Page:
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Kelly Delaney – On Outdoor Education and Nature


A typical year for Outdoor Education teacher Kelly (pictured below) can be taking pupils kayaking along the Menai Straits and in local lakes such as Llyn Padarn. This culminates in a Year 10 sea kayaking expedition in Sweden or her much-loved spot in the Outer Hebrides. Coupled with her sea kayaking skills, Kelly also heads the Year 5 and 6 Outdoor Education curriculum and will often be found trekking in the hills of Snowdonia, enjoying the focus on nature that it inspires.


“During our hillwalking days, I like to educate the pupils about nature. I will point out the names of flowers, insects and birds. Once you know a name for something and know a bit about it, you appreciate it more and kind of want to look after it.”

For our youngest pupils, there is an emphasis on noticing the beauty and as well as developing hard skills such as using a compass and map reading, there is also a focus on developing soft skills.


“We point out the patterns on spiders’ backs as a way of identifying the species and look at the intricacy of their webs,” she explains. “It’s about how striking the tiniest creature or leaf can be and encouraging our pupils to think about the magnificence of nature by seeing the art and beauty of it. Last week, I noticed the brightest red leaves and I had to stop and take a picture of them against my glove. I am hoping that if we show how we notice something striking, then the pupils will learn to do the same.”


The Outdoor Education Curriculum for Year 5 and 6 also ties in with the topics they are concentrating on in the classroom. For example, during the Solar System topic, an Outdoor Education trip to Jodrell Bank was organised.


“There is so much scope for cross-curricular education across all year groups as well,” she explains. “Geography and rock formation, Biology and wildlife, Physics and rockfall, Chemistry and changes in rocks, and History (not just geological history but the human historical impact on our outdoors such as the building of Roman roads that began the country’s infrastructure). Pupils often get to see things and places that they are studying, it’s an amazing way to reinforce learning.”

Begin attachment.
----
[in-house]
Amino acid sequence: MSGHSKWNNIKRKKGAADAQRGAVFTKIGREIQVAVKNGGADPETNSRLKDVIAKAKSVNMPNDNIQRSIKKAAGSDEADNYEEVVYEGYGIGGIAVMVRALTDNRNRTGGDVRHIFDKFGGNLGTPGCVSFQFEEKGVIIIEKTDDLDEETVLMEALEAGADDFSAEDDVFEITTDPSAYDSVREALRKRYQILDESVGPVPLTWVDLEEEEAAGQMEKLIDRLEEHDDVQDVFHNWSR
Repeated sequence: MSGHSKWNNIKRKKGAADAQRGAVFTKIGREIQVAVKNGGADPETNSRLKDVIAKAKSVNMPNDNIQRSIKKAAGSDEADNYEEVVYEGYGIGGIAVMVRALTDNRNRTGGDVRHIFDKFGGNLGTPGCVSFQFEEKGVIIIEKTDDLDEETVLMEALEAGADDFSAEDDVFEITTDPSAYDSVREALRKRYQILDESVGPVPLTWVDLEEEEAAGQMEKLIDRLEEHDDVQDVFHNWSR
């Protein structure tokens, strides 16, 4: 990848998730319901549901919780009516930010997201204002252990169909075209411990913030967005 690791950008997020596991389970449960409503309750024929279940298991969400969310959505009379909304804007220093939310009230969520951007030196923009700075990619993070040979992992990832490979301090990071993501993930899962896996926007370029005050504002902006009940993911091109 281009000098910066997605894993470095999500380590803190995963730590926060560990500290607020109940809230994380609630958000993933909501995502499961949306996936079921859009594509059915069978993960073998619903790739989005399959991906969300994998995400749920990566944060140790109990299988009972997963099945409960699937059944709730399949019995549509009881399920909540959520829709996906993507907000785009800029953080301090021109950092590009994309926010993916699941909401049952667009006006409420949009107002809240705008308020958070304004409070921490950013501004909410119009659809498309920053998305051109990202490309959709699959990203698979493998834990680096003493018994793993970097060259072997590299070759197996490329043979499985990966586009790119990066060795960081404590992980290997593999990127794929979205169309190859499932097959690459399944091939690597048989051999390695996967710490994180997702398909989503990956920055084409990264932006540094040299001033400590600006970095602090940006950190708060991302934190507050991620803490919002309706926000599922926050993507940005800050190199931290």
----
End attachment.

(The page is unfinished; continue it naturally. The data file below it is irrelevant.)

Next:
Trekking and mountaineering can be great opportunities to see how nature can form immense alterations to landscapes over time, such as U-shaped and V-shaped valleys. It’s how education should be: learn about it and then see it. Read about it and then observe it. Our Outdoor Education curriculum connects to our academic learning in a seamless, inclusive, and engaging way.



Being in the great outdoors also presents the opportunity to demonstrate the impact we are having on the environment and to encourage pupils to respect and care for it. The Outdoor Education Department has embraced Aliyyah Eniath’s mantra: "Take nothing but pictures, leave nothing but footprints, kill nothing but time.”


As well as linking to the curriculum and teaching about the importance of environmental responsibility, the Year 5 and 6 Curriculum also encourages creativity and the use of imagination. “There are things that you want to instil from an early age, such as the appreciation of nature and there are also things that you want to retain, such as the use of imagination,” Kelly reflects. “The younger ones will be keen to use their imagination outdoors and I think it’s important to teach them the value of keeping that love of the creative.”


From asking pupils to make up stories of how the sinkholes on the Orme could have been created to imagining the secret wonders that can be found in the deepest caves, there is a plethora of inspiration that Kelly draws upon to encourage our young creative minds.


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